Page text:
Lions and Lambs and Roots, Oh My!

Sermon Series: His Name Shall Be Called...

Lions and Lambs and Roots, Oh My!

December 14, 2006 - December 17, 2006

Isaiah 11:1, 6-10; John 15:1-5

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Harry Heintz

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“And the lion will eat straw like the ox.”  A vegetarian lion?  How can this be?  A lion would eat the ox.  I once heard a lion roar.  It was in Nkuru National Park in Kenya.  Most lions have been taken from Nkuru to other Kenyan parks because a lion attacked and killed a national park worker who was walking from one building to another very close to it and many buses filled with school children visit Nkuru.  I was still asleep in bed in the early morning.  There was a sound from outside my room that I didn’t recognize.  An hour later at breakfast the waiters were talking about a lion’s roar.  I asked when they heard it.  It was when I heard it.  There was an excitement all morning as safari guides tried to find that lion for us.  If you’re in a car, even without a top, you’re safe.  The wildlife don’t like the smell of cars.  But you’re never really safe if a lion is around, not if you live in a body of flesh.  “And the lion will eat straw like the ox.”  When lions aren’t stalking warm flesh, they’re sleeping.  You don’t see lions grazing on straw.  How can this be?


Isaiah’s images are so thrilling.  These make for great Christmas cards.  I like the image of a great lion with a little lamb cuddling alongside it.  I like Christmas cards that remind us that a little child will lead us.  Our Messiah came to us a wee baby.  The wolf, the lamb, the leopard, the goat, the calf, the lion, and infants and young children living and playing together in perfect harmony.  How can this be?  Ancient peoples looked for that day and that place.  Utopia.  Eden.  Shangri-la.  Heaven.  Some have called this the peaceable kingdom.  We look for that day.  Picture all the natural enemies you can.  Now picture them as friends.  Picture them at peace.  Go ahead, dream great dreams.  The Bible gives us permission.  This God-breathed book is a library of visions, hopes, and dreams.  It begins in a garden of perfection and it ends in a garden-like city of perfection.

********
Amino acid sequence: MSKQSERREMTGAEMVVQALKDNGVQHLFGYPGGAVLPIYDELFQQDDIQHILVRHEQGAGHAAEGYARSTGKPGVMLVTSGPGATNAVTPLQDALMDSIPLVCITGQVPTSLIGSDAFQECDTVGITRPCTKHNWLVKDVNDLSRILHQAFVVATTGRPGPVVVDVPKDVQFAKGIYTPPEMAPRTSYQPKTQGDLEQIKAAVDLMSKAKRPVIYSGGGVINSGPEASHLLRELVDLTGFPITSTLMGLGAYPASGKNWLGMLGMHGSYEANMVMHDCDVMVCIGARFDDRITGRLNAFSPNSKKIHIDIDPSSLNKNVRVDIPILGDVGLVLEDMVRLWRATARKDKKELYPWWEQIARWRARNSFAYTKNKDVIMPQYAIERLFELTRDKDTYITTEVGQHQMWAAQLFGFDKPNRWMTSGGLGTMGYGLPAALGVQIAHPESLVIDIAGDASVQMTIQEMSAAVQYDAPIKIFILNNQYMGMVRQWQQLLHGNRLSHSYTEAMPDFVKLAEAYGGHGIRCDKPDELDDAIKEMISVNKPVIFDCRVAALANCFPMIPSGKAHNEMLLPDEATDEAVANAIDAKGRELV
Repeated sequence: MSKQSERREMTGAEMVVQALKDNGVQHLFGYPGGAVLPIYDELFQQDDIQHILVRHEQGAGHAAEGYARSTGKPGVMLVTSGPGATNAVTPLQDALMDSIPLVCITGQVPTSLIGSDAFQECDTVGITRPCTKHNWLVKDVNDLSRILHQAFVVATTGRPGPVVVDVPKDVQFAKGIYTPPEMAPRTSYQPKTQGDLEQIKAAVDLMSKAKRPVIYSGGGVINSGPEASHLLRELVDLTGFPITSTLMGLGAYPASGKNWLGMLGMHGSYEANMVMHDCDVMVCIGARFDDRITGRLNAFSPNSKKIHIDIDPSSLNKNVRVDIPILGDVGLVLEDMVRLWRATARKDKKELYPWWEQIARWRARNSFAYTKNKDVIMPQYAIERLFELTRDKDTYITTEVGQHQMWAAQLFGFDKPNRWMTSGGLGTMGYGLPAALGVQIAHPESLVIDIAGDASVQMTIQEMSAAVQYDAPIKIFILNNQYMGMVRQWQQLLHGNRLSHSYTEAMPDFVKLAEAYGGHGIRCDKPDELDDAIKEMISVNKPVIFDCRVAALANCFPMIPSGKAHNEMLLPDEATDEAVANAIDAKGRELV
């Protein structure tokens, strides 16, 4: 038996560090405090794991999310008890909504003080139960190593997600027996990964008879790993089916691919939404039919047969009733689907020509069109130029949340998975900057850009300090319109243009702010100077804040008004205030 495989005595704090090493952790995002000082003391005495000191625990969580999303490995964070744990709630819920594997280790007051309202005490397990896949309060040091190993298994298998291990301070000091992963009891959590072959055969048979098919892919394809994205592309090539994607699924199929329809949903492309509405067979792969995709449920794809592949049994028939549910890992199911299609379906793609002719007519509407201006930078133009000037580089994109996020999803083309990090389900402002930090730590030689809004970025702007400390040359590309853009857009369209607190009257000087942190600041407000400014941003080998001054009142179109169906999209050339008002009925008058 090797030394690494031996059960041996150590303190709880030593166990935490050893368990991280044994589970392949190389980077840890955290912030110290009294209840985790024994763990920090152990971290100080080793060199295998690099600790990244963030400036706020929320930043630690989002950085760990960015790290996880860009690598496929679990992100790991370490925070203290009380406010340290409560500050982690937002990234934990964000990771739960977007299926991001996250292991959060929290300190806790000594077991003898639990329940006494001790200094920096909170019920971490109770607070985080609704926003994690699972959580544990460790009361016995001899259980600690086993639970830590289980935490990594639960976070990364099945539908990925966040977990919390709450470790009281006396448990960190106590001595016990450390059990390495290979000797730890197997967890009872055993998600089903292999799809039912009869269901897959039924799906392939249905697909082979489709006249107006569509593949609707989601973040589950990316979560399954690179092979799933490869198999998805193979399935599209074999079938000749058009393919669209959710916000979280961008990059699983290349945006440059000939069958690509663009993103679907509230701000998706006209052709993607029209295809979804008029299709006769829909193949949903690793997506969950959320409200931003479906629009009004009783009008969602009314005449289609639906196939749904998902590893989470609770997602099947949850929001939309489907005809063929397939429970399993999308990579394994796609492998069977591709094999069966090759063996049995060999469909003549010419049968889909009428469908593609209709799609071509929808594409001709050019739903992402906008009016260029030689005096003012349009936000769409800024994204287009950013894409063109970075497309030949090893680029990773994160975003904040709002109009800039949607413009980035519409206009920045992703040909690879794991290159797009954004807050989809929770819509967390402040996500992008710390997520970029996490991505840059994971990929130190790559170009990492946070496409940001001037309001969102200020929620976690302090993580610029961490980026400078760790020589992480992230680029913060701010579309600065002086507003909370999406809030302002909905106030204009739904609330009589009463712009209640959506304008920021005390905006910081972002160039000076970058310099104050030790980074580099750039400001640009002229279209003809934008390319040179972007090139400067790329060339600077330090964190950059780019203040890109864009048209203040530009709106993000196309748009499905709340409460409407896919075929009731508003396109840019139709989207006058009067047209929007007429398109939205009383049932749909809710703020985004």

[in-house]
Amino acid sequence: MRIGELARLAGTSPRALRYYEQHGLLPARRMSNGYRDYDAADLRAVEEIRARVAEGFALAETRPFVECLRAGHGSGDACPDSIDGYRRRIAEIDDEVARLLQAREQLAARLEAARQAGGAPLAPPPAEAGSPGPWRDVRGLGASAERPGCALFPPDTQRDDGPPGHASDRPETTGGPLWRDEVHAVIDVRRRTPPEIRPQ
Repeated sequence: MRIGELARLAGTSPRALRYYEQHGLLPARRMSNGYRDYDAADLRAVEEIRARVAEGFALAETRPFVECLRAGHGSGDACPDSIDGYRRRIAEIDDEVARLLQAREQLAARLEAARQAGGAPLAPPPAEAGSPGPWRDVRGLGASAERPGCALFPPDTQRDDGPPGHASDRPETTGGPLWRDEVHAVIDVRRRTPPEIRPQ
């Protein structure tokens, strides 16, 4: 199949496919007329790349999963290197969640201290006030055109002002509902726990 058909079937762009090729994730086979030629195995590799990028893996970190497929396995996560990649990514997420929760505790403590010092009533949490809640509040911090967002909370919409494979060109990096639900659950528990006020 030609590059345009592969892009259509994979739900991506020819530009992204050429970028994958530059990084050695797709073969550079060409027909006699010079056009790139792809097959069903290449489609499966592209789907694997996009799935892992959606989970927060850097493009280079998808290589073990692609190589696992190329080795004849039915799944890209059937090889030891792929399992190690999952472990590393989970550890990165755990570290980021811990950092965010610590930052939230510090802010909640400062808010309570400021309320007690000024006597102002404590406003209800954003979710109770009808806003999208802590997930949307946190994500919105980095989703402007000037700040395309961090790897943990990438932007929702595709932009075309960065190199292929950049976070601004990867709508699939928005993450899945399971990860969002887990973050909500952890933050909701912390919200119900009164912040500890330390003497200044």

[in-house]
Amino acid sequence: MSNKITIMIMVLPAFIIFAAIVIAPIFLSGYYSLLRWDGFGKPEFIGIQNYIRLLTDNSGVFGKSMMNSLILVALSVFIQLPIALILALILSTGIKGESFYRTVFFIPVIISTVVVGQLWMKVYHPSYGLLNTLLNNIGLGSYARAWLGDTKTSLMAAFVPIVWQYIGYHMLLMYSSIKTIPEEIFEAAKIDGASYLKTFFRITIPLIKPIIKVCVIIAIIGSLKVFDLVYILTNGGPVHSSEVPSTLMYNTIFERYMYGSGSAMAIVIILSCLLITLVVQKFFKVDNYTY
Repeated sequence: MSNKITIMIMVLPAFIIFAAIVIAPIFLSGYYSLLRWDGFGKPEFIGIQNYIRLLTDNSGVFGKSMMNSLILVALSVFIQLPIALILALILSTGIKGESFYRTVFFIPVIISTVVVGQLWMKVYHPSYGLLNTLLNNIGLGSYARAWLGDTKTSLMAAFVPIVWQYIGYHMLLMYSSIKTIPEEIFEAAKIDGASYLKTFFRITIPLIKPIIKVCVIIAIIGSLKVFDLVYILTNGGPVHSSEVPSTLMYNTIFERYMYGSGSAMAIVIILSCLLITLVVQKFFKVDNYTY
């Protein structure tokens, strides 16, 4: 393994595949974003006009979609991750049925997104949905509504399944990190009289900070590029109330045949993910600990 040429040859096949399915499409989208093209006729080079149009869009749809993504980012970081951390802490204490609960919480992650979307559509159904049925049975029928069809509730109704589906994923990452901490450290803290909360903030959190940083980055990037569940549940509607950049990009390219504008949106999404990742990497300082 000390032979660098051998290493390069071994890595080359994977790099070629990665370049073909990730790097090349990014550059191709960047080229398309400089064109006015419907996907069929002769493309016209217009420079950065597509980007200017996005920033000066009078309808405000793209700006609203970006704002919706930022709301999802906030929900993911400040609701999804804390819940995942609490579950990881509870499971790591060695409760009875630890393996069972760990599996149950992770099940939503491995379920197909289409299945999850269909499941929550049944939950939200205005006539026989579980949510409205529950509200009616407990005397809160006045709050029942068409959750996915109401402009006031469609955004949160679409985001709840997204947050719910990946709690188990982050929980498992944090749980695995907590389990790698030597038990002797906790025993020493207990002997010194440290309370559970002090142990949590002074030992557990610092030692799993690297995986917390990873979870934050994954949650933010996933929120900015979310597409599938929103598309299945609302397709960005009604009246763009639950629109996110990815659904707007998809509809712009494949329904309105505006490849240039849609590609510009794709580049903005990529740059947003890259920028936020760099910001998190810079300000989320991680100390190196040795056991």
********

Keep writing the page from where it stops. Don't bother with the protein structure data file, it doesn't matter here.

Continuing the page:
If God paints such pictures, then we have permission to do so.  Come, dream with me.  I dream of the day when differing skin colors will only mean glorious beauty and variety.  I cringe when in the name of my Lord Jesus people promote racial superiority and ethnic distrust.  I dream of the day when the Israelis and the Palestinians will recognize that they are cousins and can share the land without fences, barriers, or quotas.  I cringe when hateful words and actions dominate that land we call Holy.  I dream of the day when no child will suffer from hunger or die from disease.  I cringe when I realize that most global hunger and epidemic disease could be solved today with just distribution of resources.  I dream of the day when war will be no more.  I cringe when governments believe that might makes right.  I have many dreams and visions.  Will you dream with me?  If you don’t know where to start, try these from Isaiah:

  • “They will neither harm nor destroy on all my holy mountain, for the earth will be filled with the knowledge of the LORD as the waters cover the sea.  In that day the Root of Jesse will stand as a banner for the peoples; the nations will rally to him, and his resting place will be glorious.” (Isaiah 11:9-10.)

·        “For to us a child is born, to us a son is given, and the government will be on his shoulders.  And he will be called Wonderful Counselor, Mighty God, Everlasting Father, Prince of Peace.  Of the increase of his government and peace there will be no end.” (Isaiah 9:6-7.)

  • “He will judge between the nations and will settle disputes for many peoples.  They will beat their swords into plowshares and their spears into pruning hooks.  Nation will not take up sword against nation, nor will they train for war anymore.  Come, house of Jacob, let us walk in the light of the LORD.”  (Isaiah 2:4-5.)

Dream with me of the knowledge of the Lord covering the earth.  Dream with me of the peace of Christ extending everywhere.  Dream with me of every child receiving gifts at Christmastime.